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The state of Texas is getting out in front of a new federal policy on Opportunity Zones, a program enacted by the Tax Cuts and Jobs Act of 2017 to provide economic development funding for distressed urban and rural areas.
According to an article by Luis Guajardo and Alexandra Miller, Texas Governor Greg Abbott announced the designation of 628 Opportunity Zones, including 150 in the Houston metropolitan area. Designating Opportunity Zones is a necessary step on the way to implementing this new financing program:
Governors were given 90 days since the new tax code was signed into law to designate up to 25 percent of eligible census tracts as Opportunity Zones for a 10 year period. To be eligible, a census tract must have a poverty rate of at least 20 percent and a median family income less than 80 percent of the area’s median income or be contiguous to low-income tracts with a median family income that does not surpass 125 percent of the low-income tracts’ median family income.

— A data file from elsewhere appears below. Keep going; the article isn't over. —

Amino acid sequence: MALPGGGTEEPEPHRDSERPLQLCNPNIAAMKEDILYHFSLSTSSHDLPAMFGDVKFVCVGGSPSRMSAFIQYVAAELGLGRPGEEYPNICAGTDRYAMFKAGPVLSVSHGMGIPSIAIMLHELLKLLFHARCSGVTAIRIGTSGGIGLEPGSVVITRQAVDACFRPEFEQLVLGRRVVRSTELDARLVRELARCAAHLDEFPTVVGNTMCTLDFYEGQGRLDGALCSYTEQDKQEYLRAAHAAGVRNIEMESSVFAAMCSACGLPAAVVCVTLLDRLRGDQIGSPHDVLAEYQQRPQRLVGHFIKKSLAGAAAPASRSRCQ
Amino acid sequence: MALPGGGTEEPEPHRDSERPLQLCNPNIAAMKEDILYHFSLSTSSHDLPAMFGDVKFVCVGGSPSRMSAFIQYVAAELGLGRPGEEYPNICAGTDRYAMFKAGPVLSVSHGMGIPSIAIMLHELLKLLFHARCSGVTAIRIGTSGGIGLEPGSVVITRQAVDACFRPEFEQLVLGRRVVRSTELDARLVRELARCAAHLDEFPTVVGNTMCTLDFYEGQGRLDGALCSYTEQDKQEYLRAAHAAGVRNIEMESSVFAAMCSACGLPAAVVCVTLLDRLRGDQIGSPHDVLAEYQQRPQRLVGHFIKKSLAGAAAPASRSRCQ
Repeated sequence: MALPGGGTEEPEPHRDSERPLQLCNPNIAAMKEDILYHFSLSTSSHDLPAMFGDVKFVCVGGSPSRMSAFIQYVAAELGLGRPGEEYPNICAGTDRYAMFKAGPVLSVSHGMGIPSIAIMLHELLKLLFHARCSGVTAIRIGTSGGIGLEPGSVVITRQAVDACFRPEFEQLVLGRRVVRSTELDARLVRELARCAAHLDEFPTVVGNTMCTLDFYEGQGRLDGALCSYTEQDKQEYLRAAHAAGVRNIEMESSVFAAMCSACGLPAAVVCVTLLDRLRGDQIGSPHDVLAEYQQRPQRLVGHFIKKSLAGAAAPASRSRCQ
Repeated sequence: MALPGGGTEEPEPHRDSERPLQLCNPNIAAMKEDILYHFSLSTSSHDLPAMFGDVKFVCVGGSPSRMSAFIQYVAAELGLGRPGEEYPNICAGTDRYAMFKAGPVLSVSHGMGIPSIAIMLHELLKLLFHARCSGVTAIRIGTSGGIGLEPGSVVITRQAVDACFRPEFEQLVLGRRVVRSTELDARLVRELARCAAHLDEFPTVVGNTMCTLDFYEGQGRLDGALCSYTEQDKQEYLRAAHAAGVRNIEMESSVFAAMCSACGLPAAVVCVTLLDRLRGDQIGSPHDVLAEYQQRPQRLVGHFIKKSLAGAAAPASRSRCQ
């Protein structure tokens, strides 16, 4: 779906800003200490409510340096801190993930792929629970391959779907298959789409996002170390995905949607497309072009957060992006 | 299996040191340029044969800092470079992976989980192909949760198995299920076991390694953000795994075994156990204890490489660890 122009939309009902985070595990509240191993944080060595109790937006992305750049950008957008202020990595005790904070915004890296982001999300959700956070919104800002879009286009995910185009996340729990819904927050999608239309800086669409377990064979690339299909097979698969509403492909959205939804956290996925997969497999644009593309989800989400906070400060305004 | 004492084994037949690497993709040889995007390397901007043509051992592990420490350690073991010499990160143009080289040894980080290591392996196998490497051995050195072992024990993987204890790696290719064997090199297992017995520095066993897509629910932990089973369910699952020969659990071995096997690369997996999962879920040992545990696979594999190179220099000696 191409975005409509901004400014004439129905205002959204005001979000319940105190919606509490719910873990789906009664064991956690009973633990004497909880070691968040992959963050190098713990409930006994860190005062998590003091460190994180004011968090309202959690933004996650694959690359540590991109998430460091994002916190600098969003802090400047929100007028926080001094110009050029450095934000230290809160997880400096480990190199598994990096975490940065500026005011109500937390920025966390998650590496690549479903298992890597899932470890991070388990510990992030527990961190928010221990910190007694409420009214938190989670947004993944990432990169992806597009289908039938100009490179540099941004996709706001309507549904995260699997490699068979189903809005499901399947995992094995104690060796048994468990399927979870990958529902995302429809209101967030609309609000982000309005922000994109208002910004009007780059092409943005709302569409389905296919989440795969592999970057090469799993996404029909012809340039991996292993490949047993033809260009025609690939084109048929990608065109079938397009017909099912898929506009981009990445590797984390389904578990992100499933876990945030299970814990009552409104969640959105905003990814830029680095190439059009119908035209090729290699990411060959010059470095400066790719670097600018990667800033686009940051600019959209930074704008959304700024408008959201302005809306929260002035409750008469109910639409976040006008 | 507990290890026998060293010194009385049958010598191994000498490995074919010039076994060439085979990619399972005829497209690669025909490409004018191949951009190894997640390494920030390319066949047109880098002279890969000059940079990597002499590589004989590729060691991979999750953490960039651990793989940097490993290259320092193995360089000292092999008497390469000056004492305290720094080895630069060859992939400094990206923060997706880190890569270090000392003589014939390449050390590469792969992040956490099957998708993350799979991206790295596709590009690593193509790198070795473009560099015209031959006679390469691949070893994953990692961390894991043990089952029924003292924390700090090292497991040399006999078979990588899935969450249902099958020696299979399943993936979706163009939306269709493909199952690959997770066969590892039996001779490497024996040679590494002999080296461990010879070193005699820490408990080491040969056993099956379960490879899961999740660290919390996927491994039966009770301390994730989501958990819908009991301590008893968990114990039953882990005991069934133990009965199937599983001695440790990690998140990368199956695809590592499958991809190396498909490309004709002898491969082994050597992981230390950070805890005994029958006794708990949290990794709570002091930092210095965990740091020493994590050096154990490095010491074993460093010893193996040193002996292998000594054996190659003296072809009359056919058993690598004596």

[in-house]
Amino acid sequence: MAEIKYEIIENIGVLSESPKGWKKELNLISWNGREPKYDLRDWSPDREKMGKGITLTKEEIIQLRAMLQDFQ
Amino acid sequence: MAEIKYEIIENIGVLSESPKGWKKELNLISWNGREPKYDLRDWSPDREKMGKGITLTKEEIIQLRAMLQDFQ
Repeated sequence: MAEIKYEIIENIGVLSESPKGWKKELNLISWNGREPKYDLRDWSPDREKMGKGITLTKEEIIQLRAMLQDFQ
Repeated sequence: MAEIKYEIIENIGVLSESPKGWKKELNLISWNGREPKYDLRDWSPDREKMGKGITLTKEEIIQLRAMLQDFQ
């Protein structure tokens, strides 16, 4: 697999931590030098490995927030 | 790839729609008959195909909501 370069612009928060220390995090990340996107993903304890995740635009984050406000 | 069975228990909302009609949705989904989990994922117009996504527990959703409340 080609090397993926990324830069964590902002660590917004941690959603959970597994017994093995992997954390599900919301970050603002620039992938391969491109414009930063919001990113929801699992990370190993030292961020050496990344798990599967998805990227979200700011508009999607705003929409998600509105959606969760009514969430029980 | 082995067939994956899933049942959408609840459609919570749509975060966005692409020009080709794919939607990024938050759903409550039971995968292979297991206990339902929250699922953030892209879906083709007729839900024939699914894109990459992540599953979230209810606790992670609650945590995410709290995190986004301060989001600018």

As explained in the article, as well as an earlier post on Planetizen, the Opportunity Zones will be funded by an investment vehicle known as Qualified Investment Funds. "Opportunity Funds provide investors a 10 percent step-up in basis available after a five-year investment, with an additional 5 percent allotted after seven years and permanent exemption of capital gains from taxable income after 10 years -- including for the sale of property," explain Guajardo and Miller.
According to Miller there's plenty of reason for Texas and any other state to be excited by the prospect of this new federal program. "Policy experts tracking the initiative claim trillions of dollars in private capital are sitting on the sideline [pdf] and investors are keen to benefit from the proposed tax deferrals -- making this one of the most significant place-based incentive tools available to date."